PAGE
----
We just returned from a road trip that took us from North Carolina to the heartland of America, Nebraska. I was born in Omaha and both of my parents have family there.
I have a precious 90 year old grandmother who is battling cancer (and winning!) and plenty of aunts, uncles and cousins in Nebraska that I would love to know better. We had a wonderful time swimming, eating, playing cards and just sitting and chatting. We put about 2400 miles on our mini van and visited at least 20 rest areas on this little jaunt. I have to admit I was a little apprehensive about traveling with Ezekiel. He is two and he does not love the car seat. He actually did surprisingly well and didn't actually "melt down" until about 9pm last night (we arrived home around 10:30 so imagine what the 9:00-10:30pm segment of the trip consisted of . . . wwwaaahhhhh!!).
Between the snacks, DVD, frequent restroom stops, books and toys we carted along, everyone survived the drive and dare I say, some may have actually ENJOYED it? I know I did. It provided lots of time to just sit, pray, think and talk to my husband - all things I generally neglect on a "normal" busy day around the house.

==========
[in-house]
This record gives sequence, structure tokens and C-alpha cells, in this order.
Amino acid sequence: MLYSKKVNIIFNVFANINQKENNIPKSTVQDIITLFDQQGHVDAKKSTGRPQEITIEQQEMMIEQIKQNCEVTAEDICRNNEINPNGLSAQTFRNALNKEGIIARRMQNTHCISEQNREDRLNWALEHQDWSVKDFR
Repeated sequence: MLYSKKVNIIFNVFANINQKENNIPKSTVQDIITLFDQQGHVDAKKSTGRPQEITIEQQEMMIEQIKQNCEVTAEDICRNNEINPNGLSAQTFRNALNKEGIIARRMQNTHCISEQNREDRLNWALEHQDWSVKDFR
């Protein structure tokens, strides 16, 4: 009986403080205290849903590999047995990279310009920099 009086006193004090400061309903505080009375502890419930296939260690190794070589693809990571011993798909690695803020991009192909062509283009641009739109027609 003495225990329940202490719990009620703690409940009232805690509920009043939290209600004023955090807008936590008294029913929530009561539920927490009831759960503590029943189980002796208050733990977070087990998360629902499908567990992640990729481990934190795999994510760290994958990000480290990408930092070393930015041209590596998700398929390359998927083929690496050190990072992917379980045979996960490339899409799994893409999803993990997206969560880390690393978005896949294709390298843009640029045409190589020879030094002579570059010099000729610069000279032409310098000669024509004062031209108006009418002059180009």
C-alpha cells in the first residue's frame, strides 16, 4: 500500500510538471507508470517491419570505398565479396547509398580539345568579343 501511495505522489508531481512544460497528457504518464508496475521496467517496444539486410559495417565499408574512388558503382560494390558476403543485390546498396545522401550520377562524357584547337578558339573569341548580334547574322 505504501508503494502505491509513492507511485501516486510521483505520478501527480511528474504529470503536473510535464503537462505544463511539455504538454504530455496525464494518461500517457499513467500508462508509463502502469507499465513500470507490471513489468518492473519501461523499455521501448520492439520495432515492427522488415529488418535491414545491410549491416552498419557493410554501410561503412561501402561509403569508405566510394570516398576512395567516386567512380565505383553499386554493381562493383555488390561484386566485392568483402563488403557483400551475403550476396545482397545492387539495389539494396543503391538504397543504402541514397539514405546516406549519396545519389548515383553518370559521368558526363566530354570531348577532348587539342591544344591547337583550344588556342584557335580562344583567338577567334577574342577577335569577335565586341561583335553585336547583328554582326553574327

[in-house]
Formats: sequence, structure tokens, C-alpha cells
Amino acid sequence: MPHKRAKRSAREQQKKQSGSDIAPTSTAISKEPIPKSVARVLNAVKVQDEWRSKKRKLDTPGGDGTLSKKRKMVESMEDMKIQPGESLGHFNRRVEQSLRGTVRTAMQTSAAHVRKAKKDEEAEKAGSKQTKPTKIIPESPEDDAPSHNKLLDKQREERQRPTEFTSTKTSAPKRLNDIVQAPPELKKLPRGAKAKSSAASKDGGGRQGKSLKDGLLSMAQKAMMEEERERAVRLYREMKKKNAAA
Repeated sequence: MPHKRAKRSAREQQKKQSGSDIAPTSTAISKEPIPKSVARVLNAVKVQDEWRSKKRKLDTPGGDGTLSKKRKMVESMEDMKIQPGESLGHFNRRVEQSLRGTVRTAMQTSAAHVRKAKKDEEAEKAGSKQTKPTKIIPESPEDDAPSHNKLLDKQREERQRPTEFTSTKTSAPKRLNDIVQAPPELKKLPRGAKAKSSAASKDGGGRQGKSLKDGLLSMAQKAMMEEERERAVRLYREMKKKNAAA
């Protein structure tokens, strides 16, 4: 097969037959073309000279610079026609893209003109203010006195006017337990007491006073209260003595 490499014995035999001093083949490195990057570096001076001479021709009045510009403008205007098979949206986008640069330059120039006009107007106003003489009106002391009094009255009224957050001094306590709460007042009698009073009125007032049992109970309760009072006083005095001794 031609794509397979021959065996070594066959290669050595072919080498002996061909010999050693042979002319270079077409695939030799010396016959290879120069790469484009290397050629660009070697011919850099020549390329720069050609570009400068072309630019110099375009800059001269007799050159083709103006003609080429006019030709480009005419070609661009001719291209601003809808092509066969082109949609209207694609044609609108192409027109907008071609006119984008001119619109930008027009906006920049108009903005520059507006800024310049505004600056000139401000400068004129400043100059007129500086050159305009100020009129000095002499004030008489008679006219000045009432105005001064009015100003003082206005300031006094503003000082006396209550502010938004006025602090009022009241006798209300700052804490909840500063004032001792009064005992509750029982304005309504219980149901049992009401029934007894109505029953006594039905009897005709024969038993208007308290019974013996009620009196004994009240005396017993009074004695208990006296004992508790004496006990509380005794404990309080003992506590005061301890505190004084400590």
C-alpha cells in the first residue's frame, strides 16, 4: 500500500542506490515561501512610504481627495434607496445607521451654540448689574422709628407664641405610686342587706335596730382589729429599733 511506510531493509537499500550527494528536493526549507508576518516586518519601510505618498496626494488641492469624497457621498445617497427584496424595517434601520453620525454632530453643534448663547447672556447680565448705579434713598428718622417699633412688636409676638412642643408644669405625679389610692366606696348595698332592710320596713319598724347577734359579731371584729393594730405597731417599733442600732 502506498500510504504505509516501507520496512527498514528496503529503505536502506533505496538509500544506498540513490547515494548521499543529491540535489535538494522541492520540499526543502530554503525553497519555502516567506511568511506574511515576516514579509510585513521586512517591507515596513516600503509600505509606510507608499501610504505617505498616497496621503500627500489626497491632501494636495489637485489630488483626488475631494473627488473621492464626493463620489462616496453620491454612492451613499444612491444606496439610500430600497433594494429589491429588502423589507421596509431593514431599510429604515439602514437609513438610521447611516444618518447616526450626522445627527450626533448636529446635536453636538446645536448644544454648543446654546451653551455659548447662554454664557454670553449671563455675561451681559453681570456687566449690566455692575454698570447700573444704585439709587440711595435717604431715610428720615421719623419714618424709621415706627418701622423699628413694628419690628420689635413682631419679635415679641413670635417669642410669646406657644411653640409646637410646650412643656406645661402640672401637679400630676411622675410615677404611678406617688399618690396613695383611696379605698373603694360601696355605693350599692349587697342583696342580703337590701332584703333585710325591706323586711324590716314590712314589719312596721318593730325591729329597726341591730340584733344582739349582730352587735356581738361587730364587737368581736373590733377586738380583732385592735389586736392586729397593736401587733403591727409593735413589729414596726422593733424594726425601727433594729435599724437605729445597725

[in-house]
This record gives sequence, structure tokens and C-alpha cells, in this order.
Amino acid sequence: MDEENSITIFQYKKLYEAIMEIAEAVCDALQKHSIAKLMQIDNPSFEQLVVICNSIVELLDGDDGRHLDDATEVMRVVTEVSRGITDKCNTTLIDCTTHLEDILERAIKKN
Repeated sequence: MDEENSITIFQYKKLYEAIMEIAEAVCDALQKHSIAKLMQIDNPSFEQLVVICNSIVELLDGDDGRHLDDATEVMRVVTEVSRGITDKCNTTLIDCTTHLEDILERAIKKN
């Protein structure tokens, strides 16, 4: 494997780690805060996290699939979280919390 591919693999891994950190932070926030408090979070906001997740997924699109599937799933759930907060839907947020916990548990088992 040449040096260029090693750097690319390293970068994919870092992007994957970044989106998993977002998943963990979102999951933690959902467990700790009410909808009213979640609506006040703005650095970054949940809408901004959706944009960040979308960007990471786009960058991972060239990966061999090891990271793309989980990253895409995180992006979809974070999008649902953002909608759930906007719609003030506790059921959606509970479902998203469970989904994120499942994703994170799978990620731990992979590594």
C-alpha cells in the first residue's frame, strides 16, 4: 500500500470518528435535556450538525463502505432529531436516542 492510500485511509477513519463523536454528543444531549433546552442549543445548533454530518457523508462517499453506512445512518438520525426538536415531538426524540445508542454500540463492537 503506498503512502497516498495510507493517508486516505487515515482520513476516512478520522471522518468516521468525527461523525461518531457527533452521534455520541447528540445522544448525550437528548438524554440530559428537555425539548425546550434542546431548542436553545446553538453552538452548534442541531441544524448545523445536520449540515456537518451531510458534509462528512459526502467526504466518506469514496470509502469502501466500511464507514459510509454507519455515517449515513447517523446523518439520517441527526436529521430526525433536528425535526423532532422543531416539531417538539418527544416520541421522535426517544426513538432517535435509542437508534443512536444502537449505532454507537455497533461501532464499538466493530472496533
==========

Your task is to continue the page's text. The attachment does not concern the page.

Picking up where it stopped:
One of the most delightful parts of the trip was meeting a cousin who, until just a few years ago, I didn't know existed. She was given up for adoption by my uncle and his then girlfriend just about two years before I was born. She found her birthparents (my uncle and his ex-wife) through the placing agency and they reconnected. I had so many questions that I wanted to ask an adult adoptee. I tried to prioritize them so as not to overwhelm or monopolize her but the biggest question I wanted answered is "do you think it was for the best that you were placed for adoption?". She graciously answered that it was absolutely for the best. She knows her birthparents were young and unprepared and she was adopted by a loving family who longed for her. I know every person is different and some may resent being adopted while others may feel "incomplete" until they meet their birth family.
I don't know what impressions my boys will have about their "life before me" but I can only pray that as they grow and mature, they have the wise perspective of my cousin and the understanding that adoption represents the ultimate act of love, first by a birthparent and then by adoptive parents.